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July 2016

Why to Avoid Company Wind Up

Last week we took a look at the winding up process when companies go into liquidation, either as a voluntary measure or as something that is forced by creditors using a winding up petition in a bid to recover money owed to them and still not paid.   Today we’re going to take a look at the reasons that a winding up petition is bad for your business and why it should be avoided if necessary.

Industry Event Alert

Here at Access Credit Management, we can’t stress enough how important it is to attend industry events and conference.  It’s a great way of keeping up to speed with all the latest news in the debt collection and management sector and anybody who takes their job or their company seriously will jump at the chance to attend all the important industry events as a method of showing that they are dedicated to providing their clients with the expertise and experience necessary to offer the very best service available.  One of the most important industry events to take p

Keeping SMEs Afloat During Times of Economic Uncertainty

Following the recent referendum on whether or not the UK should remain in the EU and the resulting shock of a Brexit vote, financial experts are warning that an increase in company insolvencies is inevitable.  The main reason for this is that consumers are likely to become more cautious leading to a fall in their discretionary spending.  Businesses that rely on this type of discretionary spending (mostly companies in the travel, house building and retail sectors) may find themselves in financial difficulties as a result of this and we’re likely to see a sharp ris

Is It a Wind Up?

When it comes to businesses, the term “winding up” is used when a creditor begins the process of a compulsory liquidation in order to recover a debt owed by the business.  Sometimes the business owner or director begins the process of winding up the company in order to stay in control as the company goes through the liquidation process.  Today we’re going to take a look at the winding up process.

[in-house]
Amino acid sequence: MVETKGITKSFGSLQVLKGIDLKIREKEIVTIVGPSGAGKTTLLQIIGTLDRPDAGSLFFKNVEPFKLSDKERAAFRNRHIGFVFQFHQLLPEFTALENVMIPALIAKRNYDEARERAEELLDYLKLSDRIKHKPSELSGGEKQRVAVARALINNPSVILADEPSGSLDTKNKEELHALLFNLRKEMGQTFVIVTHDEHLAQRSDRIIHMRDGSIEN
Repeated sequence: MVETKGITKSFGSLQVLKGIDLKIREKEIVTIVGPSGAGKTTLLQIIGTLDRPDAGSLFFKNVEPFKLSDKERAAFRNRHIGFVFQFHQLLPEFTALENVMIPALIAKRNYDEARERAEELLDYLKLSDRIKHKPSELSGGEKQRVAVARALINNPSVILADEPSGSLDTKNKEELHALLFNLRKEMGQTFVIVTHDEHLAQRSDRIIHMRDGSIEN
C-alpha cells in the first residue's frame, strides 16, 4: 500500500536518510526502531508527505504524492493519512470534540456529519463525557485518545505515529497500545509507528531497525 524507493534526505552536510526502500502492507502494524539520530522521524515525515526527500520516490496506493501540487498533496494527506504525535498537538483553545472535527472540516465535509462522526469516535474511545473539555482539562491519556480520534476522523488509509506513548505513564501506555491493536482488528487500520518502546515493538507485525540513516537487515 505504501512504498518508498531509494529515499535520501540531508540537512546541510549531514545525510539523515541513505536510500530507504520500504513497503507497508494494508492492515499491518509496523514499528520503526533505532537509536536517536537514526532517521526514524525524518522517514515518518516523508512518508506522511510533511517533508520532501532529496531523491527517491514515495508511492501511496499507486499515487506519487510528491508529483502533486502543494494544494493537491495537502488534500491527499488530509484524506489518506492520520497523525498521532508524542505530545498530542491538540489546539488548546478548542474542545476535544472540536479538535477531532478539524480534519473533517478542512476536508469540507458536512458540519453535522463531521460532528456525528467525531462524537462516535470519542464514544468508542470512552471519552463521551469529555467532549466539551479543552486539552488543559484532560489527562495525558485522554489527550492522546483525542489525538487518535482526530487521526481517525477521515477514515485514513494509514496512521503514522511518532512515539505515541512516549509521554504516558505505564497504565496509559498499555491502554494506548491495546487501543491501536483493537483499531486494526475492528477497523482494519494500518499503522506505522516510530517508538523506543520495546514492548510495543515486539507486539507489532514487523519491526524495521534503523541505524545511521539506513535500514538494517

Voluntary Liquidation

How to Collect a Debt by Phone

We’ve stressed in the past just how important a steady cash flow is for any business, but particularly for small to medium enterprises (SMEs) that may not enjoy the comfort of a large capital sum to tide them over when times get rough.  One of the best methods of maintaining a steady cash flow is to encourage your commercial customers to pay regularly and on time.  However, this is not always possible if you’re a small business owner you may find that your company is owed money by customers or clients who are not paying promptly, despite reminders sent by email o

Debt Management Plans Explained

Basically, a Debt Management Plan (DMP) is an informal agreement between a debtor and his/her creditor(s) for paying back non-priority debts, often at a reduced, and therefore more affordable, rate. The debt is paid back by one set monthly payment which is then divided between any creditors. The DMP can often be managed by a DMP provider who will deal with the creditors on behalf of the debtor.

Debt Collection News Roundup - June 2016

The team at Access Credit Management is committed to keeping up to date with what’s going on the international debt collection industry so that we can provide our readers with interesting and relevant news about the sector. As such, once a month we publish a News Roundup to help keep you up to speed with all the important happenings in the industry and provide you with a valuable resource that that you can use to stay fully informed of all the latest news. It would be interesting to know what you, the readers, think of the stories that feature here.

BREXIT – Where does the UK Financial Sector go from Here?

In the wake of the Brexit vote that stunned Europe recently, the financial services industry is bracing itself for some short term economic and market volatility in reaction to the vote. The Brexit vote has resulted in a series of political upheavals here in the UK and these are likely to continue for quite some time with the summer recess due before the election of a new Conservative party leader (which is necessary as David Cameron announced his resignation on the morning that the Brexit result was confirmed).